Chapter

Begotten or Made?

Michael Peppard

in The Son of God in the Roman World

Published in print August 2011 | ISBN: 9780199753703
Published online September 2011 | e-ISBN: 9780199914432 | DOI: http://dx.doi.org/10.1093/acprof:oso/9780199753703.003.0004
Begotten or Made?

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Chapter 3 investigates father‐son relationships in the Roman family, emphasizing the practices of adoption and inheritance among elites. In the Roman worldview, sonship did not primarily point backward to begetting, but forward to inheritance, often through the medium of adoption. For emperors, this observation is especially crucial, since these “fathers” of the Empire had no small trouble propagating their family lines through natural begetting. These divine fathers usually had to adopt their divine sons. Therefore, the chapter analyzes the transmission of power from father to son in the imperial family and the competing family ideologies of natural (“begotten”) sons and adopted (“made”) sons. The analysis shows that scholarship on divine sonship has been hampered by mistaken assumptions about adopted sons. Far from being second‐class family members, they were pivotal and often favored. The adoption of adult males helped to stabilize ruling families and formed a key part of imperial ideology.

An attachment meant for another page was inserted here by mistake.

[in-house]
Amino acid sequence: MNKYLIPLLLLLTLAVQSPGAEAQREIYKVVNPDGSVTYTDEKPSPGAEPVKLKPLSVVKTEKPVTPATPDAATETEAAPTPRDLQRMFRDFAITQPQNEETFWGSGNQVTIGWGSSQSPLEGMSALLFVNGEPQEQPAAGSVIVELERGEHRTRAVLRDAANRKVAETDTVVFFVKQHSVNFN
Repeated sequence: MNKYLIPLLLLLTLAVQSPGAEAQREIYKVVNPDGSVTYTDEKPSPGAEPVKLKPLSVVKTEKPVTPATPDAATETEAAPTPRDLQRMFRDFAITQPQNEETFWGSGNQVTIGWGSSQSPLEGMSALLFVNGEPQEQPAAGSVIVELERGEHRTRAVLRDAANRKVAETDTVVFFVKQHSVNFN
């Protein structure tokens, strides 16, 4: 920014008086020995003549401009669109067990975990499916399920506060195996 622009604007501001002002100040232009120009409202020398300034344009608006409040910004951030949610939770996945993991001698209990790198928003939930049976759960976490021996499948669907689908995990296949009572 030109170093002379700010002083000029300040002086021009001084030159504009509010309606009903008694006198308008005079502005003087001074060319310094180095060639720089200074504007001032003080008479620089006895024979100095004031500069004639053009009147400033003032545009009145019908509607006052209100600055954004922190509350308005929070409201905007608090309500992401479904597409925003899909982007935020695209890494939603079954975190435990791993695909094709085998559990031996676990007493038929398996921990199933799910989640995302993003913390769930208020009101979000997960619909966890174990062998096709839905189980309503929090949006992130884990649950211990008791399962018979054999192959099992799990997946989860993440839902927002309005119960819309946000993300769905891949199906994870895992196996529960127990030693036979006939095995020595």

Keywords: Roman adoption; imperial family; imperial succession; pater patriae; dynasty

Chapter.  19115 words. 

Subjects: History of Religion

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